- Author: U.S. Census Bureau
More than three out of five noncitizens under age 35 have been in the U.S. for five years or more, with a majority coming before they were 18 years old, according to a brief released from the U.S. Census Bureau. Most of these immigrants — about 80 percent — were young adults from 18 to 34.
- Author: Clickz.com
Today, consumers are increasingly using mobile devices to access content and stay connected. Leading the trend are Hispanics, who adopt digital devices at a higher rate than any other demographic group, according to Nielsen.
The Digital Consumer 2014 report reveals that American consumers own four digital devices on average today, and the average U.S. household spends 60 hours a week consuming content across devices.
Although TV consumption still represents a large share, consumers are more likely to view videos on PCs and smartphones, according to the report. Close...
- Author: LatinPost.com
Stove top-cooked rice and bowls of richly flavored soup are frequent choices for Hispanics when consuming afternoon meals, a habit that has been influencing overall consumption trends in the United States, according to National Eating Trends study.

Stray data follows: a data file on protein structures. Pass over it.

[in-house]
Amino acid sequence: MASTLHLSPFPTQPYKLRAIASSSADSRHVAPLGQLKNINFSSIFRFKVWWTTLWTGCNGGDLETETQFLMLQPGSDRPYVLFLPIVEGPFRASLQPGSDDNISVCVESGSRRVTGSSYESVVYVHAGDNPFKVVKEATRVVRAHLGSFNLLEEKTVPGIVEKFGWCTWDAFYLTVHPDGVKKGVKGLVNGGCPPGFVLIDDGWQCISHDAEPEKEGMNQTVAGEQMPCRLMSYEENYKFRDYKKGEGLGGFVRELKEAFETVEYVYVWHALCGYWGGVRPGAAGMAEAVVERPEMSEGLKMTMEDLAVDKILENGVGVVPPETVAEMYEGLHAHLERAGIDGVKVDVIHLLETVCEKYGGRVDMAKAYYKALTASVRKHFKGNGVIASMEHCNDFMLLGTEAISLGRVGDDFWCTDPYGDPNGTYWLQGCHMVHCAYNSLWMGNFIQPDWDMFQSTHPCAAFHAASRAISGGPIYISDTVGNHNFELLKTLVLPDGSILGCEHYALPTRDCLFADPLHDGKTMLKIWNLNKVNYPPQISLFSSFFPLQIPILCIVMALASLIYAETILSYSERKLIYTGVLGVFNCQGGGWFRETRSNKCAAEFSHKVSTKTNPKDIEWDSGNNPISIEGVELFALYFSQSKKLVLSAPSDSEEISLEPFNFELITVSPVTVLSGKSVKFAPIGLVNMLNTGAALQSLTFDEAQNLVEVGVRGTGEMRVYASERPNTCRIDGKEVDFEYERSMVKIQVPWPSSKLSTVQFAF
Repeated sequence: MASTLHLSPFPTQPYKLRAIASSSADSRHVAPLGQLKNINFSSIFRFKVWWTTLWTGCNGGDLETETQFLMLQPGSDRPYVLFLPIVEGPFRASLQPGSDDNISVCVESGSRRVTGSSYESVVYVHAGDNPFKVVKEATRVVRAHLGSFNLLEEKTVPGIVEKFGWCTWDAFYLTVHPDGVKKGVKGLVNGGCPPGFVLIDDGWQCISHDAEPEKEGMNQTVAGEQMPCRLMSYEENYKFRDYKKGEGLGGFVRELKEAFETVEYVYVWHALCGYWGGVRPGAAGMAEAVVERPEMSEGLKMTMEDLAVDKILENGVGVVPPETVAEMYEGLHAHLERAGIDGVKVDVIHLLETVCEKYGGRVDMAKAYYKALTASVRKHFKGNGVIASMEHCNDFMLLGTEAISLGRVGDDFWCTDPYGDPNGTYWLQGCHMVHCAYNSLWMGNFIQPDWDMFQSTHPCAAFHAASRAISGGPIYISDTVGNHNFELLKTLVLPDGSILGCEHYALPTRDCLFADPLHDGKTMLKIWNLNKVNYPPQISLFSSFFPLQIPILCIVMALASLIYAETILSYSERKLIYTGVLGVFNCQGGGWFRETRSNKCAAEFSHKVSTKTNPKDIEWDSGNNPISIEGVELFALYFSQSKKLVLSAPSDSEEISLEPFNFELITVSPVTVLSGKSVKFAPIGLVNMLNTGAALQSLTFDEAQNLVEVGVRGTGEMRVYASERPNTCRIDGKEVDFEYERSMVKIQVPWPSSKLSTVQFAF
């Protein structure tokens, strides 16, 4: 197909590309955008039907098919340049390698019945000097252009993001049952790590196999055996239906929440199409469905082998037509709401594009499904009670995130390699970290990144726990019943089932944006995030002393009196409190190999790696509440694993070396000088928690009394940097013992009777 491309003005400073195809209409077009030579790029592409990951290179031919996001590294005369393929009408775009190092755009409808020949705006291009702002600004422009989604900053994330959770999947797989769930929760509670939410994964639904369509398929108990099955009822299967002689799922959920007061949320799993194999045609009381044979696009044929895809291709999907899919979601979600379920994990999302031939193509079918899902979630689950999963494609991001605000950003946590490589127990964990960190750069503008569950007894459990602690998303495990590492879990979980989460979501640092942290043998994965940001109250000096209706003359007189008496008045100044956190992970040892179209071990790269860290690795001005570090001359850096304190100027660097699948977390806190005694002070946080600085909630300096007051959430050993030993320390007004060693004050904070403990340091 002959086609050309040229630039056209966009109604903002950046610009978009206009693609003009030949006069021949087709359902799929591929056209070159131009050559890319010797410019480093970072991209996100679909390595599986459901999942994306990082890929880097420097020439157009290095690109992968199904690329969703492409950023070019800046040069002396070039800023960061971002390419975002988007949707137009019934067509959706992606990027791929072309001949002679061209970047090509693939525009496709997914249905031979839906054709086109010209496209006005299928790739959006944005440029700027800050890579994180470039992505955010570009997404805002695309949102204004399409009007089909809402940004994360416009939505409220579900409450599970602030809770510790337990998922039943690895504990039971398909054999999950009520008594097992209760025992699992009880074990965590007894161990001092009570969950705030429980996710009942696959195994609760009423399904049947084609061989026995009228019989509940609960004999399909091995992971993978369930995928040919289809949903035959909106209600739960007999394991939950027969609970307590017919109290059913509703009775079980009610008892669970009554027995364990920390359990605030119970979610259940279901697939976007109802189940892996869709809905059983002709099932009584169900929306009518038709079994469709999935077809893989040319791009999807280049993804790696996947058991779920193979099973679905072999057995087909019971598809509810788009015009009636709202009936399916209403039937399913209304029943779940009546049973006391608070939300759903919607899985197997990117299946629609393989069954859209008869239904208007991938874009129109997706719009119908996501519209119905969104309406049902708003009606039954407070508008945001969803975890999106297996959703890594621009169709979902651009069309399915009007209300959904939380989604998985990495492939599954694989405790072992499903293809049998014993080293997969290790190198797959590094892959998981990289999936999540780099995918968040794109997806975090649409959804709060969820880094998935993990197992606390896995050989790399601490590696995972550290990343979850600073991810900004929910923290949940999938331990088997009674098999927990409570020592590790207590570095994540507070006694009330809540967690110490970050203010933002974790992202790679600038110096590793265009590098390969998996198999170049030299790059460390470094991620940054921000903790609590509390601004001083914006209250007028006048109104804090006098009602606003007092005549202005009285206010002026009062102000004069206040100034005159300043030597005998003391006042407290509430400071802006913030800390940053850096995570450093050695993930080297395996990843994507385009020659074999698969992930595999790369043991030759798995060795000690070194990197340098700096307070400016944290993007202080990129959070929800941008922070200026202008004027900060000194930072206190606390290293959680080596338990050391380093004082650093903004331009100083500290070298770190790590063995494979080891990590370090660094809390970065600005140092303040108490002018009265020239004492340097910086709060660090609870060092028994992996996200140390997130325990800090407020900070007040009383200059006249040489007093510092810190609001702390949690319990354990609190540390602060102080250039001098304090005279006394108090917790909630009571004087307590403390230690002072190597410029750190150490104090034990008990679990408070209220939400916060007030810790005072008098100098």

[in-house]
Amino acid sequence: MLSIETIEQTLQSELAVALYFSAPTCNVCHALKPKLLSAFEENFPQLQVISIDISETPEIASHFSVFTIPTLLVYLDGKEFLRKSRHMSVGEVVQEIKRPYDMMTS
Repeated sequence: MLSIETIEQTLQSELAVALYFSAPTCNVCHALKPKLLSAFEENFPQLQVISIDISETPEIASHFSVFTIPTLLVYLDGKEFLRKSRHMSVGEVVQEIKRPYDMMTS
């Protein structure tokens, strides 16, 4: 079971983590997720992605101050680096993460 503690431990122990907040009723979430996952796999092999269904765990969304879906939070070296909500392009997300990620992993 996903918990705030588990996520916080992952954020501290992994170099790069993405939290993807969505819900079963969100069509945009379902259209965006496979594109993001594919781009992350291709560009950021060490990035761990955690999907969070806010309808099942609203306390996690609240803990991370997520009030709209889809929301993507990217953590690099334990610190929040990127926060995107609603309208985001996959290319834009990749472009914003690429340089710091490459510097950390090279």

While sandwiches reign as the choice lunchtime item for Hispanics and non-Hispanics alike (18 percent of Hispanics compared to 38 percent of non-Hispanics), as the largest meal of the day for most Latinos, the meal not only includes rice (13 percent of Hispanics compared to 1 percent of non-Hispanics) but also a diverse range of...
- Author: KPBS.org
San Diego is already a majority-minority county. That means, not one ethnic or racial group comprises more than 50 percent of the population.
That majority-minority status is expected to continue for the next 50 years or so — except for one major change. The percentage of whites and Latinos in the population switch, with Latinos making up 48 percent of the population.
- Author: Pew Research Hispanic Trends Project
Remittances to Spanish-speaking Latin American countries overall have recovered from a decline during the recent recession, with the notable exception of Mexico, according to World Bank data analyzed by the Pew Research Center.
Migrants' remittances to Mexico, an estimated $22 billion in 2013, are 29% below their 2006 peak. For all other Spanish-speaking Latin American nations overall, the 2013 estimate of $31.8 billion slightly surpasses the 2008 peak.
Remittances from all sources to Spanish-speaking Latin American countries have more than doubled since 2000 but...